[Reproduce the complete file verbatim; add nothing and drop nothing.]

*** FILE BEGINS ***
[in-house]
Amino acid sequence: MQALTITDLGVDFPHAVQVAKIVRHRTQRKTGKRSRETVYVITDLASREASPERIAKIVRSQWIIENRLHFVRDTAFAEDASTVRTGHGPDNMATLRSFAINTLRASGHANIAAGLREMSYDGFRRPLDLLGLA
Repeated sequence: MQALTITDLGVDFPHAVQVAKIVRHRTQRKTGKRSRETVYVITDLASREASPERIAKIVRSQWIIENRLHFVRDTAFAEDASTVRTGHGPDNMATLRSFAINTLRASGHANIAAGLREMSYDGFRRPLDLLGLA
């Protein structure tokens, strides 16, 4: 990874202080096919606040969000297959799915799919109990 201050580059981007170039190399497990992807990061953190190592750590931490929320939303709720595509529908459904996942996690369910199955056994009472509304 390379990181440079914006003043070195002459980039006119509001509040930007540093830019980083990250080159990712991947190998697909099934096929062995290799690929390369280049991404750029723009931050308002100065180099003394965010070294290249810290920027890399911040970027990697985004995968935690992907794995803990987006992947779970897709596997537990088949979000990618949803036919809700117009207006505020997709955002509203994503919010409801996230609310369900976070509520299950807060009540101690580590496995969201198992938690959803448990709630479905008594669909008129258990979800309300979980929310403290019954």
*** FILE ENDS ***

[in-house]
Amino acid sequence: MQALTITDLGVDFPHAVQVAKIVRHRTQRKTGKRSRETVYVITDLASREASPERIAKIVRSQWIIENRLHFVRDTAFAEDASTVRTGHGPDNMATLRSFAINTLRASGHANIAAGLREMSYDGFRRPLDLLGLA
Repeated sequence: MQALTITDLGVDFPHAVQVAKIVRHRTQRKTGKRSRETVYVITDLASREASPERIAKIVRSQWIIENRLHFVRDTAFAEDASTVRTGHGPDNMATLRSFAINTLRASGHANIAAGLREMSYDGFRRPLDLLGLA
């Protein structure tokens, strides 16, 4: 990874202080096919606040969000297959799915799919109990 201050580059981007170039190399497990992807990061953190190592750590931490929320939303709720595509529908459904996942996690369910199955056994009472509304 390379990181440079914006003043070195002459980039006119509001509040930007540093830019980083990250080159990712991947190998697909099934096929062995290799690929390369280049991404750029723009931050308002100065180099003394965010070294290249810290920027890399911040970027990697985004995968935690992907794995803990987006992947779970897709596997537990088949979000990618949803036919809700117009207006505020997709955002509203994503919010409801996230609310369900976070509520299950807060009540101690580590496995969201198992938690959803448990709630479905008594669909008129258990979800309300979980929310403290019954």